Intentionality means "by design," Gray (D) said. "I've indicated to people these are objectives. When I say intentionality, I want to do these things, and your job is to make sure they happen."
Gray's comments, in a 40-minute telephone interview Friday, allayed some of my concerns about his transition and debut since taking office Jan. 2. Like some others, I thought he was off to a slow start. He doesn't yet have a permanent schools chancellor, and he hasn't appointed a deputy mayor for economic development. I thought his inaugural speech relied too much on the abstract "One City" theme from his campaign. Where were specifics to provide substance for his idealistic vision?
I felt better after talking to him. Important tests are still in the future, especially regarding the budget, schools and dealing with Congress. Still, Gray struck me as someone who moves deliberately, yes, but has a clear sense of where he's going and how he wants to get there.
For starters, Gray said there was no need to worry that Kaya Henderson is only the interim schools chancellor, because he's already put in place the city's other two top education officials, Deputy Mayor for Education De'Shawn Wright and State Superintendent of Education Hosanna Mahaley.
More important, sources familiar with Gray's thinking said he intends to nominate Henderson for the permanent job. The delay in doing so partly reflects a strategy of giving Henderson time to show the city that she has an inclusive, collaborative style distinct from that of her former boss, the often abrasive former chancellor Michelle Rhee.
"This is not so much not moving quickly, it's frankly about moving strategically . . . to establish that Kaya Henderson is not a clone of Michelle Rhee," a source said. The sources spoke on condition of anonymity because Gray is honoring a 2007 law requiring consultations with teachers, union representatives, parents and students before nominating a schools chancellor.
Gray said he expects to announce his deputy mayor for economic development this week. He said it has taken a while partly because it was critical to have someone with "the respect of the development community." He also wanted someone who shared his strategy of creating individual entities - similar to the Anacostia Waterfront Corp. - for projects such as the ones at the Walter Reed and former St. Elizabeths hospital sites. He hopes that they'll generate commercial and housing development that will create jobs for District residents, as he promised in the campaign.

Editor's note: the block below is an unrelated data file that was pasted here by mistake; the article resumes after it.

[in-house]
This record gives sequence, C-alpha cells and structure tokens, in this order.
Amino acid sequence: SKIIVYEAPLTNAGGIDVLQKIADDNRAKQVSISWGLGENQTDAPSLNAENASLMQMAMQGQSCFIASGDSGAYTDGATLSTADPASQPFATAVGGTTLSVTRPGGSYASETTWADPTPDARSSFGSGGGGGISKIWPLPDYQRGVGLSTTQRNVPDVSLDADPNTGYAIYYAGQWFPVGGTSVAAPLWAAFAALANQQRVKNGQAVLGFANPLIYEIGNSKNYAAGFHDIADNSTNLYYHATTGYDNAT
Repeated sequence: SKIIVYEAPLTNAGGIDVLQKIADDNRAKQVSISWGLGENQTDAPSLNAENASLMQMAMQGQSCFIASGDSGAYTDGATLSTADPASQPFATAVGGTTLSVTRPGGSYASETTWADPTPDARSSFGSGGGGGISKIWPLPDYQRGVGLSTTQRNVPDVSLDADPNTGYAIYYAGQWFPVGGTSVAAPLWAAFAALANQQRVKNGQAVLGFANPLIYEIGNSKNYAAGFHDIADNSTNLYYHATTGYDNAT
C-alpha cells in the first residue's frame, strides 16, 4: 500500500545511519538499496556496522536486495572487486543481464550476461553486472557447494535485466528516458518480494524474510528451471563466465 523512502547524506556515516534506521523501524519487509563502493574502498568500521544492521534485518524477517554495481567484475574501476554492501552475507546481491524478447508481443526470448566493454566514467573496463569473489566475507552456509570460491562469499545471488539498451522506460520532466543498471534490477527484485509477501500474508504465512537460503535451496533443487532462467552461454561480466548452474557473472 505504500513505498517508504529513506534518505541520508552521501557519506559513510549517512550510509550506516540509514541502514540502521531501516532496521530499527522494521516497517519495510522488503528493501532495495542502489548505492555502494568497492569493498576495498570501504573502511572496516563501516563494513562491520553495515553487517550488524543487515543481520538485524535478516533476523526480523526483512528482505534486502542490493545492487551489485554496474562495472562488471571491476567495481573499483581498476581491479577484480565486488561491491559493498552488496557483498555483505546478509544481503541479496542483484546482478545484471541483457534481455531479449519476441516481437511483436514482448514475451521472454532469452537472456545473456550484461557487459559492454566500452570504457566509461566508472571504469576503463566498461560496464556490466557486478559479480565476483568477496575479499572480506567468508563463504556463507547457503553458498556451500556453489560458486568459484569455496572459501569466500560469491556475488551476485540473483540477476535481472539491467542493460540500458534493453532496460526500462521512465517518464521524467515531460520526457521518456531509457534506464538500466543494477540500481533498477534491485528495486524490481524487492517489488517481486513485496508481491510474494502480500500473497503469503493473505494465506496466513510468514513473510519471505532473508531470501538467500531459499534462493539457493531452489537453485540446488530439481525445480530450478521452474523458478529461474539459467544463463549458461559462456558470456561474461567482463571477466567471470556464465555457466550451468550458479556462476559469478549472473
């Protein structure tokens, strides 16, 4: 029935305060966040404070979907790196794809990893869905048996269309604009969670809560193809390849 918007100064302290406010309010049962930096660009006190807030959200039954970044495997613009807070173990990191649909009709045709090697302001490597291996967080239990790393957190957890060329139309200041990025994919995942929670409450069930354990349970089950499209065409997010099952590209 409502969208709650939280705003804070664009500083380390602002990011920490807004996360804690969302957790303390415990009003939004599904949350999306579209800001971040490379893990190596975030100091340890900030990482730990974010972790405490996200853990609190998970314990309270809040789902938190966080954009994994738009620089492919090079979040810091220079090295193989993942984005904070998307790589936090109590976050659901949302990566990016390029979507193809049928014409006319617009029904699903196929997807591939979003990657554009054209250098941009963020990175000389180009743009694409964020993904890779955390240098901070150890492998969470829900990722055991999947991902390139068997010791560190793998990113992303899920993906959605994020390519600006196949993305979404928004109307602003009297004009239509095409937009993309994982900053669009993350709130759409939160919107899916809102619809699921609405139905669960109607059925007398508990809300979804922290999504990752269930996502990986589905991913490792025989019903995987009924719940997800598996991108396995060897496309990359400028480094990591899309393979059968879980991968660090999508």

Along the same lines, Gray said he's told Rochelle Webb, his pick to overhaul the city's Department of Employment Services, that she's to create "a pipeline through DOES that makes sure we're training people for those jobs - green jobs, financial services, health services construction - that we know are growing in the city, and doing that with intentionality."
Webb also is supposed to fix the long-troubled summer jobs program so youths "get paid to work, and they don't get paid if they don't work," Gray said.
Gray was fuzzy about how he wants to close the deficit of more than $400 million in the budget he must propose this spring. He'd only say he expects spending cuts to account for more than half of what's required. He wouldn't even say flat-out that he thinks taxes need to rise - but he made pretty clear that's what he anticipates.
"People are beginning to realize that if you do it all through cuts, it's going to have horrific consequences on services in the city," Gray said.
In the interview, Gray sounded testy only once, when I told him that some D.C. Council members and community activists expressed concern that some of his appointments were part of the "old guard" from when Marion Barry (D), now the Ward 8 council member, was mayor. One is Mohammad Akhter, the new city health director.
Akhter is "an outstanding professional," Gray said. "I think it's really unfair to label someone who worked at a particular point in time as symbolic of anything."
Gray just laughed when I asked him if he were having trouble adjusting to being an executive. A rap on him has been that he was ideally suited to chair the council, as he did for four years before being elected mayor, but he is too much of a consensus-builder to be effective as the man in charge.
"What's hilarious about that is that is what I spent my life doing," Gray said, referring to pre-council jobs running nonprofit groups and the Department of Human Services. "Those were all executive positions."
We'll see if the "intentionality" he learned in those jobs can combine with the team-building skills he honed on the council to make the next four years a success.